Sections

Bank heist

The Brooklyn Paper
Share on TwitterTweet
Share on Facebook
Subscribe

Don’t miss our updates:

A bandit stole nearly $5,000 from a bank at the corner of Manhattan and Greenpoint avenues on March 7.

Police say that the 6-foot-2 thief, clad in black from his baseball cap to his sneakers, approached a teller window at about 11:45 am.

Gone running

A thief stole a purse from inside a car that had been parked on the edge of McCarren Park on March 3.

The 25-year-old driver, who went to the park for a jog, had borrowed the car from a friend at around noon — and foolishly left her purse on the front seat.

When she returned a half-hour later, the passenger-side window of the car, parked at the northeast corner of Union and Driggs avenues, was broken and the purse was gone.

Pickpocket

A sticky-fingered thief snatched a wallet from the bag of a young worker while she was stocking the refrigerator at her Wythe Avenue office on March 7.

The 27-year-old said she noticed her wallet missing at 10:30 am, after withdrawing cash from it to pay the cabby who took her to her workplace, which is between North Third and North Fourth streets.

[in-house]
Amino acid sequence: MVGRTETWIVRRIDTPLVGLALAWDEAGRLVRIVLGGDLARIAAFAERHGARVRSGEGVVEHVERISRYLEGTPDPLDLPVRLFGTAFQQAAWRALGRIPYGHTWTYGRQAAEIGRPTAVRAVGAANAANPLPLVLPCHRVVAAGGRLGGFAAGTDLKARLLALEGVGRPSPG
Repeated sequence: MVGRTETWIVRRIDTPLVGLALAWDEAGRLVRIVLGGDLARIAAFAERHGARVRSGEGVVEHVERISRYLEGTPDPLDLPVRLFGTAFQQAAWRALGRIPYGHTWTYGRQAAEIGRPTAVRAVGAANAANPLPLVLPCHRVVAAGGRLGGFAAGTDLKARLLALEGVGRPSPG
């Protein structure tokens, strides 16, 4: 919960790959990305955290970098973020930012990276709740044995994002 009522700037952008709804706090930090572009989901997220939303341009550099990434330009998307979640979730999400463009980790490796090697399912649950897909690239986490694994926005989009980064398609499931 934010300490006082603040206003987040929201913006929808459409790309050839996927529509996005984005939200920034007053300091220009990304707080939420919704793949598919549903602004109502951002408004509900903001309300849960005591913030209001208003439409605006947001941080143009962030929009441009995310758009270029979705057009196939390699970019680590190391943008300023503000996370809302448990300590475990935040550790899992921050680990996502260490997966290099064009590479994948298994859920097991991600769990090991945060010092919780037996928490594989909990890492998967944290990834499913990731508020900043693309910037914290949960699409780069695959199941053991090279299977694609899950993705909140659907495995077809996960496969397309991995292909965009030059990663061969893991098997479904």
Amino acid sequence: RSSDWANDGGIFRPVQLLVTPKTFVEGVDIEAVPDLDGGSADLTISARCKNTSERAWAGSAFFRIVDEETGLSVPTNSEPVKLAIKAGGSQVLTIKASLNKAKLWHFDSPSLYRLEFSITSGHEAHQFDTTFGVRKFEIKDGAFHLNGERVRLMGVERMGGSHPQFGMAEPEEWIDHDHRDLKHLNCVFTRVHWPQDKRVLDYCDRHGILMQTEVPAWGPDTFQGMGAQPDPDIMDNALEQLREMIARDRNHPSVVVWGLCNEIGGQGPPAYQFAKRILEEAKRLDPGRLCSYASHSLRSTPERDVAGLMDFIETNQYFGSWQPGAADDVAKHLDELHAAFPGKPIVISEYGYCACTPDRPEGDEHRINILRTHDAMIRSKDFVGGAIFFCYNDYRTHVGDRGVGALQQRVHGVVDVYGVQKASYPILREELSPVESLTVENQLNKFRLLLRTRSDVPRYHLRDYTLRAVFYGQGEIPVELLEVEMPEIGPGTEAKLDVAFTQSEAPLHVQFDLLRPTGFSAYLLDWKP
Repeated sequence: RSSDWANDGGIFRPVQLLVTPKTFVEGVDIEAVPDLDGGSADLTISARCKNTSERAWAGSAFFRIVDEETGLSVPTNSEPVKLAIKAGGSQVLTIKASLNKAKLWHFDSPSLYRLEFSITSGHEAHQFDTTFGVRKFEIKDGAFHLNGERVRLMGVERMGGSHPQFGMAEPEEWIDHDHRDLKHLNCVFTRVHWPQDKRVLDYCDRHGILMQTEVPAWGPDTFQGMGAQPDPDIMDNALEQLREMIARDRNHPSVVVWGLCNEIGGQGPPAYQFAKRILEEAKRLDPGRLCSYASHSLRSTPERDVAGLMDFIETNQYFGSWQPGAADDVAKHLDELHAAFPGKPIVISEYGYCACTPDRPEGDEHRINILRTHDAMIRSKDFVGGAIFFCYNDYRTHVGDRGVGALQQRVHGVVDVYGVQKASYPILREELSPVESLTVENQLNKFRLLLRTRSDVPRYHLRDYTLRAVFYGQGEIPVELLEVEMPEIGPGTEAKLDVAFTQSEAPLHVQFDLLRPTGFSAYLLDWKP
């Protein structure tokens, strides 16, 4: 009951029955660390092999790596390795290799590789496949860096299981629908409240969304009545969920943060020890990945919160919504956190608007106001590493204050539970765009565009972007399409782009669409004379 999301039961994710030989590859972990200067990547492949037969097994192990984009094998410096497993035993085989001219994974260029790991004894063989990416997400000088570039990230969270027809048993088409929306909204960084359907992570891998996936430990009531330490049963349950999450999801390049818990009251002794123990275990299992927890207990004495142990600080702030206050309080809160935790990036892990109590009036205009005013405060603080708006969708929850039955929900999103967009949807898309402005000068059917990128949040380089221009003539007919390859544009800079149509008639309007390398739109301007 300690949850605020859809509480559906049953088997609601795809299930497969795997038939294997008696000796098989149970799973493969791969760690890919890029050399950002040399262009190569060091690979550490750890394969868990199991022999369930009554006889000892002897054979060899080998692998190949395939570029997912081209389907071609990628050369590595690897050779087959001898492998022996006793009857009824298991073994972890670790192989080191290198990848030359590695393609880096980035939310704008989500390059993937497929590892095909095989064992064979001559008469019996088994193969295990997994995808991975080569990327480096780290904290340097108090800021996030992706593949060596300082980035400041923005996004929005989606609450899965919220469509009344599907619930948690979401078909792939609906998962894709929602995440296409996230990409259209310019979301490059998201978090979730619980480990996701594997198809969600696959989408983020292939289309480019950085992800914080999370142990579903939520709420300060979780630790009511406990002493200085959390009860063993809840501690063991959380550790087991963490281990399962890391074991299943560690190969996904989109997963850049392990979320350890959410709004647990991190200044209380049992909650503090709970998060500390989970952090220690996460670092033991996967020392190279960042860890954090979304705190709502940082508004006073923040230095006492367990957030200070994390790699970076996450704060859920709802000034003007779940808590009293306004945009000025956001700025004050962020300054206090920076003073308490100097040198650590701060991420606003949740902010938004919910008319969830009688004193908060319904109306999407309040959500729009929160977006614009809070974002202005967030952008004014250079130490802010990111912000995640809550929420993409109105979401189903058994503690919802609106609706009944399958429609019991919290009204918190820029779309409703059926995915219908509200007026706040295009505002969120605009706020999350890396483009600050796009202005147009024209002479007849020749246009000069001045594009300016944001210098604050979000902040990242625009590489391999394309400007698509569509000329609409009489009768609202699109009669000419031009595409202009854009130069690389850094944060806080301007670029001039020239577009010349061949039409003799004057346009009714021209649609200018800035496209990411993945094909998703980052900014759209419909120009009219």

Money moved

Cupholders are for coffee cups, not cash — a lesson one furniture deliveryman learned all too well on March 8 when someone broke into his truck and stole $4,018 from his middle cup holder.

The Jersey-based victim, 28, pulled over to make a delivery to an address on Manhattan Avenue, between Nassau and Driggs avenues, at 2:20 pm. He locked the doors of his van behind him.

When he returned nine minutes later, the right passenger door had been opened, and the money was missing.

Lock-headed

Cops collared a 31-year-old thug for hitting someone with a lock during an argument on March 4.

The 7:20 pm incident inside a building on Skillman Avenue, between Debevoise and Kingsland avenues, resulted in lacerations to the victim’s left hand and wrist.

Updated 4:01 pm, November 10, 2010
Today’s news:
Share on TwitterTweet
Share on Facebook
Subscribe

Don’t miss our updates:


Reasonable discourse

Comments closed.

First name
Last name
Your neighborhood
Email address
Daytime phone

Your letter must be signed and include all of the information requested above. (Only your name and neighborhood are published with the letter.) Letters should be as brief as possible; while they may discuss any topic of interest to our readers, priority will be given to letters that relate to stories covered by The Brooklyn Paper.

Letters will be edited at the sole discretion of the editor, may be published in whole or part in any media, and upon publication become the property of The Brooklyn Paper. The earlier in the week you send your letter, the better.

Keep it local!

Stay in touch with your community. Subscribe to our free newsletter: